In case you wondering what I cooked with the products I received last week here is a quick round-up.The photos are just quick snapshots I’m afraid. Continue reading
We’ve enjoyed a gloriously hot and sunny weekend here, it made a very nice change. Yesterday after coming back from our local market with lots of seasonal fruit and veg at it’s best, we enjoyed a salad in the garden for lunch. Now any close friends and family of mine will be thinking “did she really just say salad and enjoy in the same sentence?” I’m not really a salad eater, I want to be but I just find them bland and boring. This salad was different. Every mouthful was different yet equally delicious. There is sweet (peaches), salty (feta and proscuitto), peppery flavour (from the rocket) and all topped off with the acidic tang of balsamic vinegar. This salad was inspired by a recipe on a food blog I follow (Gourmet chick) for proscuitto and squashed peach salad. I used standard peaches, added feta (as I had some that needed using in the fridge) and my dressing was simply a drizzle of balsamic vinegar.
Peach, feta, proscuitto and rocket salad
1 bag of rocket
2 ripe peaches
2 slices of proscuitto
- Heat a griddle pan over a high heat.
- Cut the peaches in to wedges. Put the peach wedges in a small bowl, drizzle with a little olive oil, a pinch of salt and pepper. Toss to combine.
- Griddle the peach pieces until slightly charred (minute or so each side was all I needed).
- Remove from the griddle pan and let the peaches cool slightly whilst you put together the rest of the salad.
- Put the rocket in a bowl. Crumble over the feta. Tear the procuitto into small strips and add to the salad.
- Add the peaches and finally drizzle with balsamic vinegar.
Asparagus, cherries, fish and shellfish, olive oil, leaves, citrus, pulses & grains, tomatoes, nuts, vinegar, garlic, game, apples, cheese, honey and chocolate. These are Skye Gyngell’s favorite ingredients and the titles of the chapters in her second book. The book is beautifully written and illustrated with stunning photography throughout.
In this book Skye writes about her love of cooking fresh, seasonal food. It’s all about welcoming seasonal in to her cooking when the ingredients are at their best and her passion for seasonality and food in general is evident throughout.
In each chapter she shares her love of that particular food, memories and lots of useful advice on buying and cooking with these ingredients to really show them off at their best. There are also a collection of recipes in each chapter, many of which are part of her restaurants repertoire. Some of the recipes are straight forward. Others are more complex but I have no doubt that all are achievable for the right occasion by an enthusiastic home cook. Examples include slow-cooked shoulder of lamb with red wine vinegar, goat’s cheese souffle with lemon thyme and chocolate panna cotta with warm berries and honey.
This book is more than a collection of recipes to simply be recreated in kitchens all around the country. It is an inspiring book that will fill you with passion to eat seasonally, be more creative in the kitchen and to really get the best flavours out of the ingredients you buy.
Thanks to Quadrille publishing for sending me this book to review.
First published 2008 in hardback
Now available in paper back £14.99
ISBN: 978 184400 822 3
Happy new year!
My first post of 2010 is a whats in season guide to January. January is the heart of the winter months. It’s cold and often snowy so comforting pies and stews are often on the menu. Christmas has led most of us to over indulging and the new year for many brings new years resolutions to eat healthy, lose weight or to eat more seasonally. So I figured today I would continue my whats in season series and also sit down with new and old favorite cook books to plan some comforting, seasonal and healthy meals for the next month.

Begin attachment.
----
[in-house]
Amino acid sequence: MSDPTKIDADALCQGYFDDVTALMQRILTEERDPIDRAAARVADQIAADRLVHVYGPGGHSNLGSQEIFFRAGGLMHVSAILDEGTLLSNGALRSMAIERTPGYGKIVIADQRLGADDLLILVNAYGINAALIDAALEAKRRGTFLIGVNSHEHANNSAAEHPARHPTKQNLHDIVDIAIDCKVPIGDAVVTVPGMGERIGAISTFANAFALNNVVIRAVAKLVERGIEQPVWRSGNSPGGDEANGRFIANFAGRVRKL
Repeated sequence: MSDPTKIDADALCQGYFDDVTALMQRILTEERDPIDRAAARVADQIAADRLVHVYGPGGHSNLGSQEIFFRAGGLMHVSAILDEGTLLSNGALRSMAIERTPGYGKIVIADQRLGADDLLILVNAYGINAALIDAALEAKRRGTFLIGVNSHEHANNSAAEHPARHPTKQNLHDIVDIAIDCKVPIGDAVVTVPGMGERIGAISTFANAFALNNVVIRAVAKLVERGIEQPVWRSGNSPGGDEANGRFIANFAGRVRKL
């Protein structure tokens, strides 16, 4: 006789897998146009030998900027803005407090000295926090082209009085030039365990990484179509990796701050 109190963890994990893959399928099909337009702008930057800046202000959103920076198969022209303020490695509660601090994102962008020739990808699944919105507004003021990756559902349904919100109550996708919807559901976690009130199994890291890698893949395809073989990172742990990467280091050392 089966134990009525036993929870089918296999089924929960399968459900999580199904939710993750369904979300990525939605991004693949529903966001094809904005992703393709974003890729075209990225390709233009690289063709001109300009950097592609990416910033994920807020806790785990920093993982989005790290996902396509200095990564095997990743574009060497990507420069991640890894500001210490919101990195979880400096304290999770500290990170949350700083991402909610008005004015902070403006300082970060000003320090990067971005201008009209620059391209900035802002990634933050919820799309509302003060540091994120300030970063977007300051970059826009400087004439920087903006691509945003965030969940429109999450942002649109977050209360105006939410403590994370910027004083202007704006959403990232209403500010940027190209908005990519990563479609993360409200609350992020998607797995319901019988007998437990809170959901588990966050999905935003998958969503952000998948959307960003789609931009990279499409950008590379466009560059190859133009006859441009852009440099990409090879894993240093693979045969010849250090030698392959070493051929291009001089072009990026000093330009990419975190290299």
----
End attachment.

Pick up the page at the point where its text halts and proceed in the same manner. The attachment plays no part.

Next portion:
I compiled this list using:
Eat the seasons
The river cottage year, Hugh Fearnley–Whittingstall
River cottage seasonal guide – The Guardian
What’s in season?
Vegetables: Beetroot, Brussels sprouts, Brussels tops, cabbage (red, white and various greens), carrots, cauliflower, celeriac, celery, chicory, greens (spring and winter), Jerusalem artichokes, kale, leeks, onions, parsnips, potatoes, purple sprouting broccoli, shallots, swede, turnip
Fruit: apples, pears, forced rhubarb, mandarins, oranges, satsumas, tangerines, Seville orange, blood oranges, pomegranate
Fish: cockles, cod, crab, mackerel, mussels, oysters, pollack, salmon, scallops, whiting
Game: Duck, hare, partridge, pheasant, venison
A few weeks back I saw a competition posted on the UKFBA website. The competition was to come up with an alternative way of using a Christmas pudding. The competition is being run by Mathew Walker who have been making Christmas puddings in Derbyshire since 1899. Mathew Walker generously sent all bloggers wanting to enter the competition a 100g taster Christmas pudding and a full size (454g) Christmas pudding.
So I started to think of recipes using Christmas pudding, specifically leftover Christmas pudding (yes, I believe it does happen in some households!). I wanted to create something simple that could be used as a desert on boxing day. The final recipe I settled on was to replace meringue with Christmas pudding in a twist on the traditional Eton mess – a Christmas mess!
I still wanted there to be a mixture of textures as well as flavour so I decided to include broken up pieces of brandy snaps in the cream mixture. The hardest part was deciding what fruit to put in it. Cherry’s soaked in kirsch? cranberry sauce? mandarin segments? I think all would work well. In the end though I found a tub of pears in cranberry juice which left them a beautiful pink/red colour. The dish tasted delicious. all the flavours blended together well (helped by the Christmas pudding being so delicious and flavourful) and I enjoyed the mixture of textures. The brandy flavour in the Christmas pudding infused through all the cream making it all lovely and as my boyfriend called it “Christmas in a glass”.A Christmas mess is the ideal desert for boxing day. Its quick and simple to prepare (exactly what you need after all the preparation and cooking on Christmas day), uses up any leftover Christmas pudding, includes many of the traditional flavours of Christmas and tastes fantastic. Leftover Christmas pudding can be included cold or reheated (and then cooled slightly before adding to the cream). You could heat by frying lightly or in a microwave. The quantities are a bit vague allowing you to customise the recipe to your families tastes.